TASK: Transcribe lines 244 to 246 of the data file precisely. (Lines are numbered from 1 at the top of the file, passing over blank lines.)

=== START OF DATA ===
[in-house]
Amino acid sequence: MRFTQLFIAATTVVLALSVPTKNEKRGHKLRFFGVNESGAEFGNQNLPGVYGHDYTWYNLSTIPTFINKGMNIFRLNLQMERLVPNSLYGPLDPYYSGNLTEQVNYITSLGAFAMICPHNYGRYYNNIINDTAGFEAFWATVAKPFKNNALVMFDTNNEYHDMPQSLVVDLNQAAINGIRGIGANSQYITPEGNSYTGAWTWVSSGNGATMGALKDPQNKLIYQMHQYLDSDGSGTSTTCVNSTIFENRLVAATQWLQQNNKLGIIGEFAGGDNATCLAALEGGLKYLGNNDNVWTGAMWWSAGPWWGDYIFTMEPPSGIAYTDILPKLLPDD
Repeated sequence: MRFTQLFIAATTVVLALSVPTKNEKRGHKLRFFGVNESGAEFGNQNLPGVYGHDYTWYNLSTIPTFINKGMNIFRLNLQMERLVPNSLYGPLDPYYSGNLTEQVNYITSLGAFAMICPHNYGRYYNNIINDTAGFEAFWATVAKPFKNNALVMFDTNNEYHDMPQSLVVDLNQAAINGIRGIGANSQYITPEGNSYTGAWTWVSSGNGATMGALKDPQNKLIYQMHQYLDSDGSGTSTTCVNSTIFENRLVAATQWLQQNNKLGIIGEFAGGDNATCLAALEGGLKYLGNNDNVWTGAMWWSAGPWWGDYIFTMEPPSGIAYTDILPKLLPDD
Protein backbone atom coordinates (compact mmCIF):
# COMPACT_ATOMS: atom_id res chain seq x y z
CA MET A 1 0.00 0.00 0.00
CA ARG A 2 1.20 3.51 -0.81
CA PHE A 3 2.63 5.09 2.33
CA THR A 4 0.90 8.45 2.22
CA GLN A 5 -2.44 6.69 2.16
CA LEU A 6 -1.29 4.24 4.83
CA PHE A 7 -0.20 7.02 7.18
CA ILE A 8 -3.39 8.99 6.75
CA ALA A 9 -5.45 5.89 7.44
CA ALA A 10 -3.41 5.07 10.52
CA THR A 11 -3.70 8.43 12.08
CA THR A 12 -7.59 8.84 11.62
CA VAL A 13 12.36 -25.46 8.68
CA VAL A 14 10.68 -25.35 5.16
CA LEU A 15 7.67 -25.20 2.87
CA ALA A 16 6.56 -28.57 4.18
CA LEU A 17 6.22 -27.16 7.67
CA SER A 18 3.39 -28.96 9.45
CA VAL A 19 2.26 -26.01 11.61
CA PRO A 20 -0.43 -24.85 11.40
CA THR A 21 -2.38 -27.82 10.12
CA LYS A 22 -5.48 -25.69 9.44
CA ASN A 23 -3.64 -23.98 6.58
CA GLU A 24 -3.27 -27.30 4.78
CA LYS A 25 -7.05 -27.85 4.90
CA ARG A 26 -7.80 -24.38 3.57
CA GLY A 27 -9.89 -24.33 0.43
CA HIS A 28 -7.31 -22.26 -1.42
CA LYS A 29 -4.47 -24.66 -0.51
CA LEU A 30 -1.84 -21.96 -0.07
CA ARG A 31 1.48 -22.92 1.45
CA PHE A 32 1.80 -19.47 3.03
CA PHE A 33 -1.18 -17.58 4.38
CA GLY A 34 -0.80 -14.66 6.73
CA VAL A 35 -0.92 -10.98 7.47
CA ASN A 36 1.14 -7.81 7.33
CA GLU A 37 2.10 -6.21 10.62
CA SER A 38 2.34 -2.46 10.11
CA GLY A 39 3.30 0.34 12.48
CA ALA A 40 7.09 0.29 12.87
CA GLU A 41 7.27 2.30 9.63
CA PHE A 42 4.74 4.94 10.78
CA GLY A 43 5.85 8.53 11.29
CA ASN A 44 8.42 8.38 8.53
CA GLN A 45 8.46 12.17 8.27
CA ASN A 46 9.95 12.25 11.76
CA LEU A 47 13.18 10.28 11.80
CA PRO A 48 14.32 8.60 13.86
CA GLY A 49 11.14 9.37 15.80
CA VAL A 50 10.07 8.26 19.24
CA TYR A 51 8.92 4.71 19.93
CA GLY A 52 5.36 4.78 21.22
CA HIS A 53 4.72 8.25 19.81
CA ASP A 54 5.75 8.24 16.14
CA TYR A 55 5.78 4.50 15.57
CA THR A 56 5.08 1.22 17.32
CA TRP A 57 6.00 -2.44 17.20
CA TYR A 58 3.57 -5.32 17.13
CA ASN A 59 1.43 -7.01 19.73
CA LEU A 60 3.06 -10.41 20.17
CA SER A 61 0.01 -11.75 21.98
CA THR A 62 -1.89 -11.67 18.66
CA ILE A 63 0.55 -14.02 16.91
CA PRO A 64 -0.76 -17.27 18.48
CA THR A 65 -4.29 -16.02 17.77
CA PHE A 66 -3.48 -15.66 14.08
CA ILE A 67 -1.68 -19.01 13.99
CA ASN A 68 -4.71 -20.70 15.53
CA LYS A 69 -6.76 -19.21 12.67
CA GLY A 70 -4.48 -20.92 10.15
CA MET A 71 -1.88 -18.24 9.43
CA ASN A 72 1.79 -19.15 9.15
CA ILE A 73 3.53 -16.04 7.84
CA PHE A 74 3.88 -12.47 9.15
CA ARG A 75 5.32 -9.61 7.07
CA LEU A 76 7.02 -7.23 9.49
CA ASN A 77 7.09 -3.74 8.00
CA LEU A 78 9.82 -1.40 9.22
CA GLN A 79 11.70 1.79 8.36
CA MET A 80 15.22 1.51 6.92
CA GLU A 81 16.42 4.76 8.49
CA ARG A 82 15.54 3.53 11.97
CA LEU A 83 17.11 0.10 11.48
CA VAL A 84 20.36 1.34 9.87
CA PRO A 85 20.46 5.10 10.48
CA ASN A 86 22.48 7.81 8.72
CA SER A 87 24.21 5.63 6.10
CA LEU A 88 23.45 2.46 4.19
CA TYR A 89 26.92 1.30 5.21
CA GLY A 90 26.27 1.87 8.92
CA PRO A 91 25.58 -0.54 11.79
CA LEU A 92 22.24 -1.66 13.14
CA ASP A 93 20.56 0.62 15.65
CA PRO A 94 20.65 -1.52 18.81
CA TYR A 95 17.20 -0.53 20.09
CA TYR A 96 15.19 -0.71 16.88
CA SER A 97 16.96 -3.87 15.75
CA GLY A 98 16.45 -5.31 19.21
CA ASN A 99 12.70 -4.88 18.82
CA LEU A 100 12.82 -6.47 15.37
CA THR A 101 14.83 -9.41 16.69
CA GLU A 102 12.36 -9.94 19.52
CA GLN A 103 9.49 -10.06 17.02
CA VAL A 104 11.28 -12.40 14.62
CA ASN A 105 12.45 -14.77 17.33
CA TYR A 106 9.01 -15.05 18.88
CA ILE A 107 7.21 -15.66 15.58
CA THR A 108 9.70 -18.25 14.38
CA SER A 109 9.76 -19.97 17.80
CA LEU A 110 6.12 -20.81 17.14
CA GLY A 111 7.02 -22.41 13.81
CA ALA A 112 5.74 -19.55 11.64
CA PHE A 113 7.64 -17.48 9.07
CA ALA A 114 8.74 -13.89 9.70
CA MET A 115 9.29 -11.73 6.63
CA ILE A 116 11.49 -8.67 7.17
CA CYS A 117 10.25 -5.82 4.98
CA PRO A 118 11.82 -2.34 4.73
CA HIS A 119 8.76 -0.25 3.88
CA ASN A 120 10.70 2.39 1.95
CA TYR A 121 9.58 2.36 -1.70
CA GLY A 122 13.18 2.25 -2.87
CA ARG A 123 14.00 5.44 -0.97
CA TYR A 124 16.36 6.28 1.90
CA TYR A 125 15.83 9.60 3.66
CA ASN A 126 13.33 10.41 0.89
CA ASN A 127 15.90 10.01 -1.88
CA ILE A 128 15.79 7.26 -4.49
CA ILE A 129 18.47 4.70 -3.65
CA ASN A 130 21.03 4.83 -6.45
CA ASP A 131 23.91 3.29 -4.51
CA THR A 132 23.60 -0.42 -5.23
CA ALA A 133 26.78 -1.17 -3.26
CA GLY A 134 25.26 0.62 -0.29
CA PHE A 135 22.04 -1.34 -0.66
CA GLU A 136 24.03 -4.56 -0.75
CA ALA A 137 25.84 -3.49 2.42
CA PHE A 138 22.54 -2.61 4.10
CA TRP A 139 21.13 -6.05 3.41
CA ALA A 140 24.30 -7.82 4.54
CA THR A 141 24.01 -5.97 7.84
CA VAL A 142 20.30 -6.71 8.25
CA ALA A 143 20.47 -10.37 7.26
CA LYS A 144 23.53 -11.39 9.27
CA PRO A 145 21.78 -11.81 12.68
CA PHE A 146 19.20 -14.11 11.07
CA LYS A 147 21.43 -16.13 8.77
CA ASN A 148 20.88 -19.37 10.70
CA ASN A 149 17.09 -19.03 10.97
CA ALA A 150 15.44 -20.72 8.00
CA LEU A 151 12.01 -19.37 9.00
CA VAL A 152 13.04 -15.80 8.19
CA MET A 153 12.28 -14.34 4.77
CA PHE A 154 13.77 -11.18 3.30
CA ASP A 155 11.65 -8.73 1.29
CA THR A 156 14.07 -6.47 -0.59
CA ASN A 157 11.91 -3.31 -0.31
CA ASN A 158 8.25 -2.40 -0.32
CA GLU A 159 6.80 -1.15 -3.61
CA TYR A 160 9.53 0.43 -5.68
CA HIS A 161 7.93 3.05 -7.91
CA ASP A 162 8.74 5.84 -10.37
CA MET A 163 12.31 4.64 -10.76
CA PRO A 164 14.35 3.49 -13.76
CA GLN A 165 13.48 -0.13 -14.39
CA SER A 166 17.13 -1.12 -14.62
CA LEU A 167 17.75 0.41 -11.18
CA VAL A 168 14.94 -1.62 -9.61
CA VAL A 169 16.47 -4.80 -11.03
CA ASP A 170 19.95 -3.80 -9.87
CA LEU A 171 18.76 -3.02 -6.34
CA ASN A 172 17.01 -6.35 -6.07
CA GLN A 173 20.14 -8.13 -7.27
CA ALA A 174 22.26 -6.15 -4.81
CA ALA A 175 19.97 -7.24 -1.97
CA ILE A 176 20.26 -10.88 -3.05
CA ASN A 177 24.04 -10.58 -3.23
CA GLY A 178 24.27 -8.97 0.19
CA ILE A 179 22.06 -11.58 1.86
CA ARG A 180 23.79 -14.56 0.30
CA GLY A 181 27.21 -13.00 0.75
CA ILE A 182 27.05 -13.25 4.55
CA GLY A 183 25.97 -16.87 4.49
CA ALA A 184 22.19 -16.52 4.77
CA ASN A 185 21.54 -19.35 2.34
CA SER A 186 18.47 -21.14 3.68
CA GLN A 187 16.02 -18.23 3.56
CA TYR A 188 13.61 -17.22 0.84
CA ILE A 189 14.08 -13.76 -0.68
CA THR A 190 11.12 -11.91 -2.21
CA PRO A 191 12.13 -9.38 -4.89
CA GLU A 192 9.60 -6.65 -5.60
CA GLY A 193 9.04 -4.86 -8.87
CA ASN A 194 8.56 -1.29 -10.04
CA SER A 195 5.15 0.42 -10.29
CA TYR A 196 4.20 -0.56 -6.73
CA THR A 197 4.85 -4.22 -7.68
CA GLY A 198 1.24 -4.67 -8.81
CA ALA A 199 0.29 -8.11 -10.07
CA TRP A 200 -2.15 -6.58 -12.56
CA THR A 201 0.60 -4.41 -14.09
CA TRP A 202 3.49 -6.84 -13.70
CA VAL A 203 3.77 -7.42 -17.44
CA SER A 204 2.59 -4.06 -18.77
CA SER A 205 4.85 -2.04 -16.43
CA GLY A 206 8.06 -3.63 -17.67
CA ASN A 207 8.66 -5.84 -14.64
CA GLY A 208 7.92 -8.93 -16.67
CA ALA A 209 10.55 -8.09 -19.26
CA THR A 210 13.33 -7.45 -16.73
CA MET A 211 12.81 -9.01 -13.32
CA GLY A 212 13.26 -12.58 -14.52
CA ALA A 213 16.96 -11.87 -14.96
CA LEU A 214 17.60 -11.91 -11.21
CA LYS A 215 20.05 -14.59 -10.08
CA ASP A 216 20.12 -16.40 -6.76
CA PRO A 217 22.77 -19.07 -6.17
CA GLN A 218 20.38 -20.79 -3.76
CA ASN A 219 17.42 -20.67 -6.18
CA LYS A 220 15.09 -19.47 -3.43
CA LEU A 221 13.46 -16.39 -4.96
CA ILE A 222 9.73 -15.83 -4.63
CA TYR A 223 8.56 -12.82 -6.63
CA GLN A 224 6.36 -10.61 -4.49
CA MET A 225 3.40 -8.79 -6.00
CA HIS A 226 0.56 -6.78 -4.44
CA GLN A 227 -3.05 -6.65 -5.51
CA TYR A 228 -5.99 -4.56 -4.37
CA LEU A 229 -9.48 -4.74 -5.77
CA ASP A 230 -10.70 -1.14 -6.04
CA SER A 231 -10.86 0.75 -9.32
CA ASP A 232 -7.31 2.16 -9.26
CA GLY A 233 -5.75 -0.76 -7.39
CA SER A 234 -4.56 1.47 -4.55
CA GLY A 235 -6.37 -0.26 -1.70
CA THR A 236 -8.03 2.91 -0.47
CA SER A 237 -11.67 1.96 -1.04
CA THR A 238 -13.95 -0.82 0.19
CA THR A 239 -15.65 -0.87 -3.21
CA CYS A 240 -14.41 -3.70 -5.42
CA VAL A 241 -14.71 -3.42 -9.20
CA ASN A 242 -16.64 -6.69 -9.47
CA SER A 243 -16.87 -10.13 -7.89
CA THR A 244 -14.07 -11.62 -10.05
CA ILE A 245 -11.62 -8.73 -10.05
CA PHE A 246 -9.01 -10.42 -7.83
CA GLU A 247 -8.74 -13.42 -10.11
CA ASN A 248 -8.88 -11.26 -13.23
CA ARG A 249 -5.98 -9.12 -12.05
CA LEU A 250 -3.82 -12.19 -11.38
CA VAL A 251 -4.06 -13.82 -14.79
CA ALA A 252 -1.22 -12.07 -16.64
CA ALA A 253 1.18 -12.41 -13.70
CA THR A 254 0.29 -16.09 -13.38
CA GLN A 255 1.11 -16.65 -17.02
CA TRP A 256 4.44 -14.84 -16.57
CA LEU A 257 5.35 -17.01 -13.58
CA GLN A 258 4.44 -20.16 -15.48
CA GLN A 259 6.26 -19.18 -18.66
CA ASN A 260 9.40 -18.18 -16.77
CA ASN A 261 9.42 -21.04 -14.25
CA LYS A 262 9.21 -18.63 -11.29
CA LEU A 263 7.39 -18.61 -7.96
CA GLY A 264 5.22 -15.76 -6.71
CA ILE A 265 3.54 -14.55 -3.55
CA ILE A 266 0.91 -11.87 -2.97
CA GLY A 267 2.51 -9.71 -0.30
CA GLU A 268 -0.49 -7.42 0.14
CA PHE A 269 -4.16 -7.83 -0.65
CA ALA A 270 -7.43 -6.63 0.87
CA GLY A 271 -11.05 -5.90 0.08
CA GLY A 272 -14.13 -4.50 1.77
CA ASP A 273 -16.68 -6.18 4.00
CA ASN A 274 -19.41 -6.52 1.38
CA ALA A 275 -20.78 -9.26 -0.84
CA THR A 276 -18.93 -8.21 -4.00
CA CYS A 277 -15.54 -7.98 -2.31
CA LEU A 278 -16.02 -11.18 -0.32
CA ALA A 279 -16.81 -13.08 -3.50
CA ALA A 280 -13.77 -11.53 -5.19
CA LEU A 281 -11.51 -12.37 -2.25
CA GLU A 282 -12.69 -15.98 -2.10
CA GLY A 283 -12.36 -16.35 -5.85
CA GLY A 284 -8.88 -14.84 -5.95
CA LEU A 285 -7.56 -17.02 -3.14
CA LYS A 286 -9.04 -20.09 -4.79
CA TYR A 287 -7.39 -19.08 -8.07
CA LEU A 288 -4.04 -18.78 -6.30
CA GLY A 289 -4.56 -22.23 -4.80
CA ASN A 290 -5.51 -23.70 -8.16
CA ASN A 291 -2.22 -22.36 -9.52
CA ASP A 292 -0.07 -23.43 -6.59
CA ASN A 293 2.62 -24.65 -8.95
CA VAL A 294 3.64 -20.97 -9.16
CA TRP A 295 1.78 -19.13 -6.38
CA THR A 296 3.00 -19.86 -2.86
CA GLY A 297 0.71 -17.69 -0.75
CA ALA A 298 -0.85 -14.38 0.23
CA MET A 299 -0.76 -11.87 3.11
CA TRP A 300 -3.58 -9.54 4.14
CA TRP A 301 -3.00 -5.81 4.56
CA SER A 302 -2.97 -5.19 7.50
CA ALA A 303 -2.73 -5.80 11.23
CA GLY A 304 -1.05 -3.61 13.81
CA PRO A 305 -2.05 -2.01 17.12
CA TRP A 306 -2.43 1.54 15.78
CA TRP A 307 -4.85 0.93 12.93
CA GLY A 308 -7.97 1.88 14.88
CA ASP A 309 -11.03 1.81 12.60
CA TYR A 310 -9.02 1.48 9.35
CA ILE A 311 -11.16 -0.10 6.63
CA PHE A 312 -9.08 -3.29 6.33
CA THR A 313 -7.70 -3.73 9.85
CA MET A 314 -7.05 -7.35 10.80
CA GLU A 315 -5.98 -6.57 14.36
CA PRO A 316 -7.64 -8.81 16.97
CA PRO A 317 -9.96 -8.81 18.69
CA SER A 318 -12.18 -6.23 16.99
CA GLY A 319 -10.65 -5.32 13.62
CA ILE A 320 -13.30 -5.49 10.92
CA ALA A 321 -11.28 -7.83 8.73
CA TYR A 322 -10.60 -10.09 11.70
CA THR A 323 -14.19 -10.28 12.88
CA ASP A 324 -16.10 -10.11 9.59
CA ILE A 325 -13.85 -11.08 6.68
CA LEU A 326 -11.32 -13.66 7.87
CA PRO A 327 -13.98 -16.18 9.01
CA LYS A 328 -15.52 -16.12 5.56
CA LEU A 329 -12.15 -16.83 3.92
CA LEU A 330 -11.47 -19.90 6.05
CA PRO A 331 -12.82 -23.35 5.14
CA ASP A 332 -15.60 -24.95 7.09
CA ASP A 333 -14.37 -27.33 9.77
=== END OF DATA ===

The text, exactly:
CA THR A 239 -15.65 -0.87 -3.21
CA CYS A 240 -14.41 -3.70 -5.42
CA VAL A 241 -14.71 -3.42 -9.20